Just when Multnomah County commissioners were beginning to rebuild their credibility with the public, along comes East County Commissioner Lonnie Roberts with his inexplicable decision to award a $35,000 bonus to his departing chief of staff.
Gary Walker received the check - minus taxes - in late January or early February. Walker, who is getting ready to move to North Carolina, says he and Roberts agreed to the bonus before he was hired in 2001. It was justified, he says, because he had turned down more lucrative employment elsewhere, and because he did full-time work for part-time pay - $34,000 a year.
In evaluating this strange financial arrangement, we want to be crystal clear on two points: First, Walker did a bang-up job as Roberts' chief of staff and deserves gratitude for his efforts on behalf of East County. Secondly, the $35,000 bonus was an utterly inappropriate, non-transparent and slippery way of showing that gratitude.
Multnomah County commissioners have complete discretion over their budgets. But what commissioners must remember is that the county's money doesn't belong to them - it belongs to taxpayers. Commissioners ought not just hand it out to their friends and employees as if Multnomah County were still stuck in the days of cronyism and patronage.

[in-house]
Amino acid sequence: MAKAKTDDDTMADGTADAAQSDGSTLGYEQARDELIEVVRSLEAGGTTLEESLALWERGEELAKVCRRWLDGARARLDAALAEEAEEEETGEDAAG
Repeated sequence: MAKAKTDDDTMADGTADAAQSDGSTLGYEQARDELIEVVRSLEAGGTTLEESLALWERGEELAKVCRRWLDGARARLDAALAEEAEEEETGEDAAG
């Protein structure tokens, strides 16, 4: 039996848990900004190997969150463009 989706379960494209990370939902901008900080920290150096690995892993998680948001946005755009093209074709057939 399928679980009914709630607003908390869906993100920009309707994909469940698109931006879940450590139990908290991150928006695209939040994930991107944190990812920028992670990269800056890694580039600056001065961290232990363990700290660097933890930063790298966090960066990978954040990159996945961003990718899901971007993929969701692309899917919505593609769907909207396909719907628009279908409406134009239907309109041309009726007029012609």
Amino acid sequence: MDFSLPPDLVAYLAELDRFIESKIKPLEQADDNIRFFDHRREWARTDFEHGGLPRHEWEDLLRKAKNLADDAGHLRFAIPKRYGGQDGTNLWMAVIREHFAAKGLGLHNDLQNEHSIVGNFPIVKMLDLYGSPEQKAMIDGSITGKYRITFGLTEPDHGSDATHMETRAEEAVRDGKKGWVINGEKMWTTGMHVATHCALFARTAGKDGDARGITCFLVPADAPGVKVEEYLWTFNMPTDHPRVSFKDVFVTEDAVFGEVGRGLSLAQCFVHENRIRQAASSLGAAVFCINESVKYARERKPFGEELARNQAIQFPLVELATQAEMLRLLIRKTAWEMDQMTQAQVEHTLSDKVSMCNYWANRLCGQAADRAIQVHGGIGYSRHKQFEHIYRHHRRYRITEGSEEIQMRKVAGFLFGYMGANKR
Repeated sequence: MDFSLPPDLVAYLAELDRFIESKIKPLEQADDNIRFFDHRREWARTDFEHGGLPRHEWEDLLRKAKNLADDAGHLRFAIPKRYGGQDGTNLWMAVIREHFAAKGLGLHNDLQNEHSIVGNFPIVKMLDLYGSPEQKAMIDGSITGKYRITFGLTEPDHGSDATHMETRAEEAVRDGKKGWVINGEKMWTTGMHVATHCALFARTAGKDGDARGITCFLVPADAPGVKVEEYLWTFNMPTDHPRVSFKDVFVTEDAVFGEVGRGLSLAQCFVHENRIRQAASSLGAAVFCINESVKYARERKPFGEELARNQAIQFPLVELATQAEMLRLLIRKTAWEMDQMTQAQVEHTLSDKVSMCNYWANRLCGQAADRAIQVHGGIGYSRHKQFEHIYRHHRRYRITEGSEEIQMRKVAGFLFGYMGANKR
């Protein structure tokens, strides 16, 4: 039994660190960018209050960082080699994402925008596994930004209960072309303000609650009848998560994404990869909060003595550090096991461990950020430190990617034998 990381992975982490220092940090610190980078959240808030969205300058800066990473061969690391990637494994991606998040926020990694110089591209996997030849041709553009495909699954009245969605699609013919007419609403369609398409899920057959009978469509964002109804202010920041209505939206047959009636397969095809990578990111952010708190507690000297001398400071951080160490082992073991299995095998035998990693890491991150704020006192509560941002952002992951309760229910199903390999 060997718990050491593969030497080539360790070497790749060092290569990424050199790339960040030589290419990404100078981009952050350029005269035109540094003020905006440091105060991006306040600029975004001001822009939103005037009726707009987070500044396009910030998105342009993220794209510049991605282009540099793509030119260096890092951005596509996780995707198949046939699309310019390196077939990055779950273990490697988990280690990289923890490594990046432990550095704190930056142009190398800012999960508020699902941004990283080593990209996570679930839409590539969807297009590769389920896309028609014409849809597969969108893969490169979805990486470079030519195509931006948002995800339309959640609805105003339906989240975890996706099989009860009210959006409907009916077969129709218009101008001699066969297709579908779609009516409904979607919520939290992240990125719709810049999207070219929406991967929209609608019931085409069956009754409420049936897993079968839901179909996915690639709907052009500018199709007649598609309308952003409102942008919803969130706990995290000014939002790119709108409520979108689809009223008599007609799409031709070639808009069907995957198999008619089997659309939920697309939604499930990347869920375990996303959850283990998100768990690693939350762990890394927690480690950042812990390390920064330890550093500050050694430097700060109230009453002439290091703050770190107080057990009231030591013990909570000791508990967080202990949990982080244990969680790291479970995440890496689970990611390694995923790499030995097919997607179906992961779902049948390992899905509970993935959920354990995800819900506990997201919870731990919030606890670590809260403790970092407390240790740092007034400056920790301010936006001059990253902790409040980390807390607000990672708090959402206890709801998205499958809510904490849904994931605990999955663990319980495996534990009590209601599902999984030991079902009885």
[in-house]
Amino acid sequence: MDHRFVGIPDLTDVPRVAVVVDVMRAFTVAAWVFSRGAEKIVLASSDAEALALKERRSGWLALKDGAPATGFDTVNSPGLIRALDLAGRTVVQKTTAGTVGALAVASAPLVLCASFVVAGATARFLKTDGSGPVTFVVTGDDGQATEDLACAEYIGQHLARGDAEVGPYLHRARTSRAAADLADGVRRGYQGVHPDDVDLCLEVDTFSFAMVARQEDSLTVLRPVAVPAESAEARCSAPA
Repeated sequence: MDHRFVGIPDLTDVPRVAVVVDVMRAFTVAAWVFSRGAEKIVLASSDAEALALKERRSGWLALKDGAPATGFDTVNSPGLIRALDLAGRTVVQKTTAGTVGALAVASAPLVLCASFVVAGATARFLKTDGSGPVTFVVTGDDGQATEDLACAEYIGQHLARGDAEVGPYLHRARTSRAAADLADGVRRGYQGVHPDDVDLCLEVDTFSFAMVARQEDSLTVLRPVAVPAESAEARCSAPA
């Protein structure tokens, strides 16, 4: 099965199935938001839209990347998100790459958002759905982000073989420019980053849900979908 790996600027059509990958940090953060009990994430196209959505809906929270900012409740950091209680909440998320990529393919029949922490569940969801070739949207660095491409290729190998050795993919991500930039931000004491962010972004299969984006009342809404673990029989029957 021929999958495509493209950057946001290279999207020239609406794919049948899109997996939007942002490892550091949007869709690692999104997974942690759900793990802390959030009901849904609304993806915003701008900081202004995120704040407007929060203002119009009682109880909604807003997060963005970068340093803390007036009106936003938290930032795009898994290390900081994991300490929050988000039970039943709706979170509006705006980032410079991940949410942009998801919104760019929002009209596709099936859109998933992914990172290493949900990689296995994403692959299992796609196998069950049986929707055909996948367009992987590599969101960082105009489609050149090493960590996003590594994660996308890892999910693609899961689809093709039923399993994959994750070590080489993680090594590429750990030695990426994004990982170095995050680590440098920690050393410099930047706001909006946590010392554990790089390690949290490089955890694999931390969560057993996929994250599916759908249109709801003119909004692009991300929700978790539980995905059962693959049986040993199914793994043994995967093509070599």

Roberts isn't the only commissioner who has awarded bonuses based on nothing more than perceived loyalty. His actions just happen to be the most egregious. The county should immediately review its policies regarding employee bonuses and adopt new rules that either eliminate bonuses entirely or base them upon criteria that's easily understood by the public.
It's unfortunate that Walker is ending his stint with the county in this manner. It was his work that is helping bring a library to Troutdale and a justice center to Gresham. His legacy will be marred by the memory of this parting gift.
Of course, if he wants to be remembered for the good he did and not his $35,000 jackpot, Walker does have an option.
He could give the money back.